The issue of whether there is a correlation between belief and susceptibility to being hypnotized, or, to put it another way, susceptibility to suggestion is interesting and one I had never considered.  What tends to support something along these lines are Jesus' words to those he "healed" as reported in the Bible.  The prerequisite was always "belief".  I take that as something along the lines of the placebo effect which means, whether someone is susceptible to the suggestion that the alleged spiritual healer is capable of healing.  I don't know, but quite interesting. 

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A little bit more concerning the issues set forth in the above post by me as it relates to why some deconvert and others do not.

 

I have tried to read as many of the testimonies on this website as possible. I don't claim to have done any sort of statistical analysis, of course, but there does seem to be a pattern among members here. These are some of the common characteristics which I have noticed. They do not apply to everyone, but are very broad and general statements.

 

1. A disproportianate number of our members tend to be of a rare personality type based on the Myers-Briggs Type Indicator. The most rare personality type is INTJ, with only about 2% or so of the general population having that personality type. There have been several topics posted on this issue here on ExC and, based on the responses to those topics, it seems that a lot of people on here have that, or another, rare personality type, with definite leanings toward the introverted personality type. Perhaps there is a correlation between the introverted personality type and deconversion.

 

2. Many people on ExC have or had serious questions for which they sought answers from their pastors, Christian books, etc. for which they found no satisfactory answers. Not finding satisfactory answers there, they turned to other non-Christian sources, including coming to ExC and asking their questions. Based on that, perhaps one difference between those who deconvert and those who do not is having a mind which demands answers and if the answers are not satisfactory, it forces the person, even if a solid true believer, to come to terms with the likelihood that maybe Christianity is not true.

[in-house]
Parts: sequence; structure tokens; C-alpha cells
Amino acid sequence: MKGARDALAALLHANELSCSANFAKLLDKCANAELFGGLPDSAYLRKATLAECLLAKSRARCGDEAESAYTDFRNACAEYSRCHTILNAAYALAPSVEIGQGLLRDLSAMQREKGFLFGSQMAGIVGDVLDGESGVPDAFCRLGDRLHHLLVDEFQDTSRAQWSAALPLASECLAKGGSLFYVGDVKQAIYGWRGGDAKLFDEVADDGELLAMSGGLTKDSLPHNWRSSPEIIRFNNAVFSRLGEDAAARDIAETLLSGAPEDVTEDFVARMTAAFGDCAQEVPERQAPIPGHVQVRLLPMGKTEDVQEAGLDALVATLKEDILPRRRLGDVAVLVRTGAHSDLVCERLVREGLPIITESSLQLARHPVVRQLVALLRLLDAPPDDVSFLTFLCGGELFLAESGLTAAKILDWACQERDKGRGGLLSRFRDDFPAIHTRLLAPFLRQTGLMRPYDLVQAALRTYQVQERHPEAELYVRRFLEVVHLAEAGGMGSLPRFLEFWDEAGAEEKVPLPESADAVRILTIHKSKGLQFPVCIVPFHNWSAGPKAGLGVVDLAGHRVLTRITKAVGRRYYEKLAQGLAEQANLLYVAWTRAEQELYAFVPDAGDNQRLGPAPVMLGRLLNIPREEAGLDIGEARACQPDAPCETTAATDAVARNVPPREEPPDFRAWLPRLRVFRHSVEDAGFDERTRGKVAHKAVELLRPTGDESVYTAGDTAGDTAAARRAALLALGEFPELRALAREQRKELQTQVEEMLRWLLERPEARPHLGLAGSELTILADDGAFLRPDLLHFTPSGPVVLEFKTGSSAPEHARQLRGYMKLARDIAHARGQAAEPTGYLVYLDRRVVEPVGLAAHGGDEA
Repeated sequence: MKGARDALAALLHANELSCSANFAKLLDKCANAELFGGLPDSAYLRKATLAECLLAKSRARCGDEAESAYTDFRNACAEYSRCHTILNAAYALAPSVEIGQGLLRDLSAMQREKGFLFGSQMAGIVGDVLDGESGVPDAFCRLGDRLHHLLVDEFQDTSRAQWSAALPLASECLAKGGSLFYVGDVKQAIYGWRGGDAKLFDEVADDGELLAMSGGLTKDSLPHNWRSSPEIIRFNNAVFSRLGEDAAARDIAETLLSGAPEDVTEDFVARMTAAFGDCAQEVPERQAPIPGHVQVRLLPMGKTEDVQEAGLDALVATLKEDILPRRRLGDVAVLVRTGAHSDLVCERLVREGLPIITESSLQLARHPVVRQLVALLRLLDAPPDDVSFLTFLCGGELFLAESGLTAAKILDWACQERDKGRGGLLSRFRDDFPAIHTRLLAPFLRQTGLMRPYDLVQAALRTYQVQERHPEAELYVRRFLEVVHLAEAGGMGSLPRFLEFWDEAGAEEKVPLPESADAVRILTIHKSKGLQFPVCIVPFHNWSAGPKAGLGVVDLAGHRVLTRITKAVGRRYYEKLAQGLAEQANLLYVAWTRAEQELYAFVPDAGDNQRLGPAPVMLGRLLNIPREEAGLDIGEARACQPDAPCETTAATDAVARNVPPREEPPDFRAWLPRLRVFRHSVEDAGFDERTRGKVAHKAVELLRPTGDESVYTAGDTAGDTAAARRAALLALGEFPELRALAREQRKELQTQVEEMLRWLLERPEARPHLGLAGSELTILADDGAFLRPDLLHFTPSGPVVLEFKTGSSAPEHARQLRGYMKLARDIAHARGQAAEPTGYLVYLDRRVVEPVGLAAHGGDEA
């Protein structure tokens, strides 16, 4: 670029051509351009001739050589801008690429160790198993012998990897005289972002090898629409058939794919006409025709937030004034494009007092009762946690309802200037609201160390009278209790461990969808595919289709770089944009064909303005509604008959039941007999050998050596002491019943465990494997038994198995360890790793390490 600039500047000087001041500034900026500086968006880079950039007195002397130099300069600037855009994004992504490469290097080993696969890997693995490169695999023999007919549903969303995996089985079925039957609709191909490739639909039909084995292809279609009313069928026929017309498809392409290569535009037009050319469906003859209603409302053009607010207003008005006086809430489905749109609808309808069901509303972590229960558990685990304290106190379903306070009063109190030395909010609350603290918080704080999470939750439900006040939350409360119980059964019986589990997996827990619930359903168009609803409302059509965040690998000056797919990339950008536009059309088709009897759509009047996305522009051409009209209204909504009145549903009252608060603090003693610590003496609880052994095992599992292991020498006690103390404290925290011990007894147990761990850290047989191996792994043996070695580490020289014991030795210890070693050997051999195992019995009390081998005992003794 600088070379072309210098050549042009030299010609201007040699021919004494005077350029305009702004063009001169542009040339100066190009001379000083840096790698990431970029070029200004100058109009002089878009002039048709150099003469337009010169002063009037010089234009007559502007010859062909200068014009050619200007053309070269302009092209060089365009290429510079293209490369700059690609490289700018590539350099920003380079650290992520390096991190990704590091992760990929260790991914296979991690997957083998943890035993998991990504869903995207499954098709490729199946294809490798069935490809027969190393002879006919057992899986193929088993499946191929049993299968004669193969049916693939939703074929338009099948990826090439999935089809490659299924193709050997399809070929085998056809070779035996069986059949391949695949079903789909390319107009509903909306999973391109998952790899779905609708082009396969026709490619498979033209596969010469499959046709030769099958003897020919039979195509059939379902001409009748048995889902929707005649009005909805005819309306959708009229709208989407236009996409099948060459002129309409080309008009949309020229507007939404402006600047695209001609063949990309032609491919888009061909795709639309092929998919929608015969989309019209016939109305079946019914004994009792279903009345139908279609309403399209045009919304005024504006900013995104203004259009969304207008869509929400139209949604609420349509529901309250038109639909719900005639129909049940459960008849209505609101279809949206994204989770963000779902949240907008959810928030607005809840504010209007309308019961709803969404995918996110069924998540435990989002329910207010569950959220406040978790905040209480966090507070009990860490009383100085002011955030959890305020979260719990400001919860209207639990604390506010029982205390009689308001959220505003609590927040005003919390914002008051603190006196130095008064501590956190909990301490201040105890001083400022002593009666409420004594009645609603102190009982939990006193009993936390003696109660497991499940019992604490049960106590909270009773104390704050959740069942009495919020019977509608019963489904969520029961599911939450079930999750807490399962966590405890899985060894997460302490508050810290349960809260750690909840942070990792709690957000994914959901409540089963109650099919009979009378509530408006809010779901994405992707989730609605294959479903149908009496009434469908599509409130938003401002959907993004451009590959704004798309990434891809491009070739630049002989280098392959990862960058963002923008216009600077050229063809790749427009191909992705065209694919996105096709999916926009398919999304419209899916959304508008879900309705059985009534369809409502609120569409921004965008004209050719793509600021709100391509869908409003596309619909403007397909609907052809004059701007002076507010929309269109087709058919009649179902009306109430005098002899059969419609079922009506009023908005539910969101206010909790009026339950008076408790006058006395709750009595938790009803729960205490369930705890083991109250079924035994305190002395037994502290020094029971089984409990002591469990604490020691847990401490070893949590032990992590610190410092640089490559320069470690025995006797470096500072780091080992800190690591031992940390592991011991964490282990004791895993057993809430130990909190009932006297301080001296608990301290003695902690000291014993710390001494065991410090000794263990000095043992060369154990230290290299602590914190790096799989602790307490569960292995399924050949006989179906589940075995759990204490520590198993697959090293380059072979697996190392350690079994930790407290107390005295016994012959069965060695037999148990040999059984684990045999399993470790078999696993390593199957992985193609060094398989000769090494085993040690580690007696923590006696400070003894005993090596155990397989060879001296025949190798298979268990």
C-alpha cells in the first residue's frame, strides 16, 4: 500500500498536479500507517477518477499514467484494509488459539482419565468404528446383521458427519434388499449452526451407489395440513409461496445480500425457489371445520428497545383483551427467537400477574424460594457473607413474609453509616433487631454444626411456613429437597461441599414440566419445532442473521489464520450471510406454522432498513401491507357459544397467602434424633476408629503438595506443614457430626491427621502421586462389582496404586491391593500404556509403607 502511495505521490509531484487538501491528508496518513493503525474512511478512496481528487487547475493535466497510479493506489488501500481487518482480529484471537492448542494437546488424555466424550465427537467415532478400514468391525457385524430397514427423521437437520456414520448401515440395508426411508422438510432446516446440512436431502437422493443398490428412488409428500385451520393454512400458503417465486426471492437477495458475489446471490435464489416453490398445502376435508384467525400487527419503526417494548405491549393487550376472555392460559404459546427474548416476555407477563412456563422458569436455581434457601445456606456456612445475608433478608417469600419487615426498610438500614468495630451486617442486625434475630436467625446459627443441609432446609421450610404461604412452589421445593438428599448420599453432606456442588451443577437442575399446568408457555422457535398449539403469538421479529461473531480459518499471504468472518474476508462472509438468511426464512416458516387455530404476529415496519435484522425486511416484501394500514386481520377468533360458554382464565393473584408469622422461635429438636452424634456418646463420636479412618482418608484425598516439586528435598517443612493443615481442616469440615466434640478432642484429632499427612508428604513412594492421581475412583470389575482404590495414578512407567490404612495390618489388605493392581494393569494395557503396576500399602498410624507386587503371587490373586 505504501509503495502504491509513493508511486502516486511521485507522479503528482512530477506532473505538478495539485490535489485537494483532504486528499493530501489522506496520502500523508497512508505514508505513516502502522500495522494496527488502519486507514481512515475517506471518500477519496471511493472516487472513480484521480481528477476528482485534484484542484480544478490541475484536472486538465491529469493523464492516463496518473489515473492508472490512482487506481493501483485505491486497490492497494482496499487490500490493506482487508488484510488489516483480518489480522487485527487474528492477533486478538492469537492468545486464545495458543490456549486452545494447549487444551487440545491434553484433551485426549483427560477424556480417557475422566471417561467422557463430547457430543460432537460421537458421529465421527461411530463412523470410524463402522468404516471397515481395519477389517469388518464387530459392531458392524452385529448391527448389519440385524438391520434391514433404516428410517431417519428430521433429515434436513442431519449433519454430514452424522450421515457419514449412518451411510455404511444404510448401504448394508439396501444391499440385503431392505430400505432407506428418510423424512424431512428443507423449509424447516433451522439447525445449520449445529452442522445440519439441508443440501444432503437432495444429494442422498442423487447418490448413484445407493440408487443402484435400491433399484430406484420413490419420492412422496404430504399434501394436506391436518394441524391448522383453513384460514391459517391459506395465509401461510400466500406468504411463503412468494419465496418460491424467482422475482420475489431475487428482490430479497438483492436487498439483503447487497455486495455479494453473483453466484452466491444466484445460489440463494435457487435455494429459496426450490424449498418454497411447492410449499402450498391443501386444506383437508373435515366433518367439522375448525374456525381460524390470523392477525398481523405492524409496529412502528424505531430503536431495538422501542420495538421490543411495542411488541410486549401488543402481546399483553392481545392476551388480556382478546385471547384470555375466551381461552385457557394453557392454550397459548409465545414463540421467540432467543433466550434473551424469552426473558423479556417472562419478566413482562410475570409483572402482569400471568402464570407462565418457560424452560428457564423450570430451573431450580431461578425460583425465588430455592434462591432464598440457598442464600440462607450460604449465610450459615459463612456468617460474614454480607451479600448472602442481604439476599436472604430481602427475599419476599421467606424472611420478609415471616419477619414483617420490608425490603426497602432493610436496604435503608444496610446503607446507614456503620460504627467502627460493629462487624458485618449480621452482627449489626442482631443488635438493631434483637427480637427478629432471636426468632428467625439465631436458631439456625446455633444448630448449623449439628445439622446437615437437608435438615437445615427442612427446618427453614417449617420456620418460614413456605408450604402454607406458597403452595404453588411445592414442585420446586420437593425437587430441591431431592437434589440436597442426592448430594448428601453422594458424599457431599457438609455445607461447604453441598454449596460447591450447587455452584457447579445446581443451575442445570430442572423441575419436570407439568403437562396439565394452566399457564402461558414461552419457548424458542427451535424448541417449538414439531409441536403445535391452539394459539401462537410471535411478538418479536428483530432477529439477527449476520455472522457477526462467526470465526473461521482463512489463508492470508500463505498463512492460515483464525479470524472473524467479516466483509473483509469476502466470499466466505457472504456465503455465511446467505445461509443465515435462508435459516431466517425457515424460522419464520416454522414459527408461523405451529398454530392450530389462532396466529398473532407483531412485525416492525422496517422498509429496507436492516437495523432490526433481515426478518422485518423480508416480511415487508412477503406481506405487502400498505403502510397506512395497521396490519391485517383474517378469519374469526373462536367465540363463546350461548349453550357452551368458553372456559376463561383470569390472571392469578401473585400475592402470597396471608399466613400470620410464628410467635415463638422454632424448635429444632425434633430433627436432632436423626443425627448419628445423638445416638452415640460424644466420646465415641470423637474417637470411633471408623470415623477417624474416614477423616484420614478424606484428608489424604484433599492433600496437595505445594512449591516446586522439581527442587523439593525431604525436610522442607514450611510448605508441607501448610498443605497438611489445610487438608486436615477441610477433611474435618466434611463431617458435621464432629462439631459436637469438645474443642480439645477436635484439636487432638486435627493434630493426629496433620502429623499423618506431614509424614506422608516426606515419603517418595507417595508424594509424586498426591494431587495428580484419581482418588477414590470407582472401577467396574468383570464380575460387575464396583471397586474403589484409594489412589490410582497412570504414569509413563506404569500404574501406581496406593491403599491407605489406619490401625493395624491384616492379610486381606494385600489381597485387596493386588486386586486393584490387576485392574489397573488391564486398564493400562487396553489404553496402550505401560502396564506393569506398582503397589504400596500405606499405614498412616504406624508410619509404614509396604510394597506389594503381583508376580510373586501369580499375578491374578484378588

3. For a fair number of testimonies I have read, the turning point was when they finally actually read the Bible for themselves. It was then that they were confronted with the atrocities set forth in the pages. There were things like God ordering genocide, including children, sanctioning of rapes, orders to stone gays and others. Then, of course, there is the New Testament concept of hell which many realize is one of the most unjust concepts contained anywhere in the Bible. So, perhaps one of the important factors is an unwillingness to accept the sugar coating given by pastors and other Christians and reading the actual words in the Bible for themselves.

 

4. There is also the willingness to accept conclusions no matter the personal cost. There are a number of posts on ExC about how difficult it was to accept that Christianity is not true and how they suffered mightily with their findings. Yet, many people on ExC have been willing to deal with it even though it was, in itself, traumatic for them and, often, for their personal relationships with family members and friends who are Christians. It seems to me that this willingness shows a strong longing to know the truth whatever the truth may be.

 

5. Another fairly sized number of our members resorted to one final effort to hold onto their faith. That final effort was to cry out to God (or Jesus) to make himself personally known to them. These cries are heartfelt, but they were met with silence. In those cases, the people were forced to accept that the God of the Bible (or Jesus) is not there despite the promises in the Bible. A promise broken on such a profound level dictated moving on beyond the religion and and trying to come to terms with their inevitable conclusions.

I fit into number 4 & 5
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  • 3 weeks later...

I am ISFJ. Is that another common type on here?

 

I think there are more "IN"s,  than "ISs" here. But there are a few of us. I am ISTJ.

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I am ISFJ. Is that another common type on here?

 

Here are links to some of the threads in which members reveal their personality types:

 

http://www.ex-christian.net/topic/50191-whats-your-mbti/?hl=intj#entry730210

 

http://www.ex-christian.net/topic/52290-whats-your-personality-type/?hl=intj#entry776199